This special property of one-dimensional systems leads to interesting physical phenomena. Trauzettel says: “The interplay of strong Coulomb interaction and spin orbit coupling is rare in nature. I therefore expect this system to yield fundamental discoveries in the coming years”.

Outlook for future research

Topological QPCs are an elementary component for many applications that have been predicted in theory in recent years.

A particularly prominent example of this kind is the possible realization of Majorana fermions, which the Italian physicist Ettore Majorana predicted back in 1937. A promising application potential in connection with topological quantum computers is attributed to these excitations.

For this purpose, it is of great importance not only to detect Majorana fermions, but also to be able to control and manipulate them at will. The topological QPC, first implemented at JMU Würzburg, offers an exciting perspective in this respect.

Prof. Dr. Laurens Molenkamp, Institute for Topological Isolators, University of Würzburg, T +49 931 31-84925,

Prof. Dr. Björn Trauzettel, Chair of Theoretical Physics IV, University of Würzburg, T +49 931 31-83638,

Interacting topological edge channels, Nature Physics, 28 October 2019, DOI: 10.1038/s41567-019-0692-4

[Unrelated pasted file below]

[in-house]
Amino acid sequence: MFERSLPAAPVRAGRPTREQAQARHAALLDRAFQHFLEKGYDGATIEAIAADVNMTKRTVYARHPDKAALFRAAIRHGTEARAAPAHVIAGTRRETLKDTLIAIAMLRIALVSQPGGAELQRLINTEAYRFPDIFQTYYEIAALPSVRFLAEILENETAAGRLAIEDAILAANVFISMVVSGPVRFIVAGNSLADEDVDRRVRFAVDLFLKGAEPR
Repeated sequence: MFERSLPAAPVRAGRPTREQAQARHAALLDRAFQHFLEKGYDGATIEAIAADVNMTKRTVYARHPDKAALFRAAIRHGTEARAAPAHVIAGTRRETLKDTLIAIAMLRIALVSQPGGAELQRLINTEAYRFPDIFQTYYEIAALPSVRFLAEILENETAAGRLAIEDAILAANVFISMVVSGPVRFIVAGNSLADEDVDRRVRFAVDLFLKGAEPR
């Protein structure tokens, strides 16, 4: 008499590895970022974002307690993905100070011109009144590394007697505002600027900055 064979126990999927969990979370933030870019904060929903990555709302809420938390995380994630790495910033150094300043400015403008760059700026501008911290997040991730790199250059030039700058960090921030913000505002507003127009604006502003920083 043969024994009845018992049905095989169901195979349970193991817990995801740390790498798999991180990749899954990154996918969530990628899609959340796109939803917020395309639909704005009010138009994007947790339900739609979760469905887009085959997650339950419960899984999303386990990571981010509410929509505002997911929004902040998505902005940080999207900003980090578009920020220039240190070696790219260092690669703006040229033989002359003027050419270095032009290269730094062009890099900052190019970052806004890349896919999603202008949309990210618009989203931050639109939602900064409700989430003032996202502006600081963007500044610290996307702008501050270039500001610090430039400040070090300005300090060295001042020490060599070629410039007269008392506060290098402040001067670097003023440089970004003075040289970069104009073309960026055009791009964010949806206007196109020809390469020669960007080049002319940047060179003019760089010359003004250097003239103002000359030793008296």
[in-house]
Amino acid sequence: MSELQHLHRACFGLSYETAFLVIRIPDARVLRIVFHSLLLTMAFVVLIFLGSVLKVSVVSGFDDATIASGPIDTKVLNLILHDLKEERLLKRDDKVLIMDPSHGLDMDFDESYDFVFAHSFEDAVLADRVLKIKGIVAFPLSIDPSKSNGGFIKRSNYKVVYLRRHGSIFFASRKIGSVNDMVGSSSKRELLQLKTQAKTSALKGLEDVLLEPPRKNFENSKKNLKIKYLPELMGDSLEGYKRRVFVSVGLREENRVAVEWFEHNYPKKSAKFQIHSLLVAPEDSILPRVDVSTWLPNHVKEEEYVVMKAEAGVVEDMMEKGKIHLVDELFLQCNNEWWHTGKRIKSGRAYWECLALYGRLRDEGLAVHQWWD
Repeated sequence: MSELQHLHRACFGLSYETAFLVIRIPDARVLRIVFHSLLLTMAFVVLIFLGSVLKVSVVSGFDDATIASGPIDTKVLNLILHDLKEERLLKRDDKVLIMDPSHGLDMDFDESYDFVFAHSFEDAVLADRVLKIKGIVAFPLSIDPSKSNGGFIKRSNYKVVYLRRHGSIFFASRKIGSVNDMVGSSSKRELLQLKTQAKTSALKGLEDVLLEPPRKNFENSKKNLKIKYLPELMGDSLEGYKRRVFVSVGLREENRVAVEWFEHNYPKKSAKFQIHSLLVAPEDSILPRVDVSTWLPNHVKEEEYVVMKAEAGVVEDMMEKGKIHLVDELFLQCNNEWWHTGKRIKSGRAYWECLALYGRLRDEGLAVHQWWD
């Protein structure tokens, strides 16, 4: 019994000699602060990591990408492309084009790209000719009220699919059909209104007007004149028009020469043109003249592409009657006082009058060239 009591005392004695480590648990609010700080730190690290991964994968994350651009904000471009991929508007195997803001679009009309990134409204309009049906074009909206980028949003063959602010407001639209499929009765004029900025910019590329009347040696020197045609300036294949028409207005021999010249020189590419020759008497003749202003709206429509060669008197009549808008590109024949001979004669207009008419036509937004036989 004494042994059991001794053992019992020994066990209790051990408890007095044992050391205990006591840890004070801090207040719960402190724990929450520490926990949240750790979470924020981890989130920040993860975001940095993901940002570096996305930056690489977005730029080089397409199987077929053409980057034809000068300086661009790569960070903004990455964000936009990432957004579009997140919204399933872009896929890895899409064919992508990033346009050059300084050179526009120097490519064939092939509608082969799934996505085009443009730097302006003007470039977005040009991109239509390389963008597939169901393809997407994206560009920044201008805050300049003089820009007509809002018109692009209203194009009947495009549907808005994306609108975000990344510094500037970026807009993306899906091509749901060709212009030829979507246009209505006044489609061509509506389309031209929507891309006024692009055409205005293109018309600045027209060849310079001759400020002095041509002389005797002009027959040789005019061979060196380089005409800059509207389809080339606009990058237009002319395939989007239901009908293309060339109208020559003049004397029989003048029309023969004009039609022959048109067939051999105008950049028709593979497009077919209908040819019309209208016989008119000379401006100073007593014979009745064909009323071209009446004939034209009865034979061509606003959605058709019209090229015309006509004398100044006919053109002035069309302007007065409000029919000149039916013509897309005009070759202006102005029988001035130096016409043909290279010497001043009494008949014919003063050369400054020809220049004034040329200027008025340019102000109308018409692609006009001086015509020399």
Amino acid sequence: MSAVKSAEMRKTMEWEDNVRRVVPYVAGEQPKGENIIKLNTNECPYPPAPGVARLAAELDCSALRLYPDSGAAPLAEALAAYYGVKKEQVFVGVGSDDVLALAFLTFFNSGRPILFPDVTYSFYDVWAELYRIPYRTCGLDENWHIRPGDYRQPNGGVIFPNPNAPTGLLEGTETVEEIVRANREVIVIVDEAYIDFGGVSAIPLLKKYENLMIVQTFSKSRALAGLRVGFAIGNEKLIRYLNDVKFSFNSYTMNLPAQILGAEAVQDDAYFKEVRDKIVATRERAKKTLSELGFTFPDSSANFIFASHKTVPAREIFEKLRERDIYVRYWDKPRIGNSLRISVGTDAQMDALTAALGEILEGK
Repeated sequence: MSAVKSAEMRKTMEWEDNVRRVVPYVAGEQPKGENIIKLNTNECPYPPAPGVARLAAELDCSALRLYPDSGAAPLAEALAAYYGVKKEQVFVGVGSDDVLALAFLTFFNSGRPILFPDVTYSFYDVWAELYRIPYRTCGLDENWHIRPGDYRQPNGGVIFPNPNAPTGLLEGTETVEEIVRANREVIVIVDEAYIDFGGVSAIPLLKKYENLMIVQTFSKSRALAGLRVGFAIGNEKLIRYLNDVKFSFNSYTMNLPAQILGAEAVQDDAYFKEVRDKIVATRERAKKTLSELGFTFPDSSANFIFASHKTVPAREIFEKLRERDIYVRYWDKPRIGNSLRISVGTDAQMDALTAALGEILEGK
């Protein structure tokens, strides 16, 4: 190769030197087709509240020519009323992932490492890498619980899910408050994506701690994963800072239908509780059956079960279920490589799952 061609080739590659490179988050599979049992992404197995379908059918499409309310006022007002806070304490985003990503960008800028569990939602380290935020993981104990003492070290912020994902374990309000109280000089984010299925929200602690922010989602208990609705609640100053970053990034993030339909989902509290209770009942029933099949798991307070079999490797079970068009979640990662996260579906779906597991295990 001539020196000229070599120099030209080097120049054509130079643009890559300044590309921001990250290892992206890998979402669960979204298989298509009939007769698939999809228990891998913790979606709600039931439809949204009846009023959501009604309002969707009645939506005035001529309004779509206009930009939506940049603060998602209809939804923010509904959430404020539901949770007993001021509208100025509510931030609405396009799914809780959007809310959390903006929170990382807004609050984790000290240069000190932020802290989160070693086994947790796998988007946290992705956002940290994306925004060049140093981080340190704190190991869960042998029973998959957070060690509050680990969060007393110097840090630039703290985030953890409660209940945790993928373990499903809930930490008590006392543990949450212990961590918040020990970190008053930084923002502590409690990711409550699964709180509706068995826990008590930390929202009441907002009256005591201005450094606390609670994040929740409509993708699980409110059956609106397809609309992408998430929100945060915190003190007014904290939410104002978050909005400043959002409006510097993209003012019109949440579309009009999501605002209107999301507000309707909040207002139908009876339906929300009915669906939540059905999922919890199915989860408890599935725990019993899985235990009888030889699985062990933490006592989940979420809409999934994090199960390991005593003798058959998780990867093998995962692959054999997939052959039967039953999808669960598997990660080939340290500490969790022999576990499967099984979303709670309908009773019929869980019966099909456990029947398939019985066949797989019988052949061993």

Media Contact

Robert Emmerich Julius-Maximilians-Universität Würzburg

Alle Nachrichten aus der Kategorie: Physics and Astronomy

This area deals with the fundamental laws and building blocks of nature and how they interact, the properties and the behavior of matter, and research into space and time and their structures.

innovations-report provides in-depth reports and articles on subjects such as astrophysics, laser technologies, nuclear, quantum, particle and solid-state physics, nanotechnologies, planetary research and findings (Mars, Venus) and developments related to the Hubble Telescope.

Zurück zur Startseite

Kommentare (0)

Schreib Kommentar

Neueste Beiträge

Who stole the light?

Self-induced ultrafast demagnetization limits the amount of light diffracted from magnetic samples at soft x-ray energies. Free electron X-ray lasers deliver intense ultrashort pulses of x-rays, which can be used…

Could breadfruit be the next superfood?

UBC researchers say yes Breadfruit is sustainable, environmentally friendly and a high-production crop. A fruit used for centuries in countries around the world is getting the nutritional thumbs-up from a…

New calculation refines comparison of matter with antimatter

Theorists publish improved prediction for the tiny difference in kaon decays observed by experiments. -An international collaboration of theoretical physicists–including scientists from the U.S. Department of Energy’s (DOE) Brookhaven National…

By continuing to use the site, you agree to the use of cookies. more information

The cookie settings on this website are set to "allow cookies" to give you the best browsing experience possible. If you continue to use this website without changing your cookie settings or you click "Accept" below then you are consenting to this.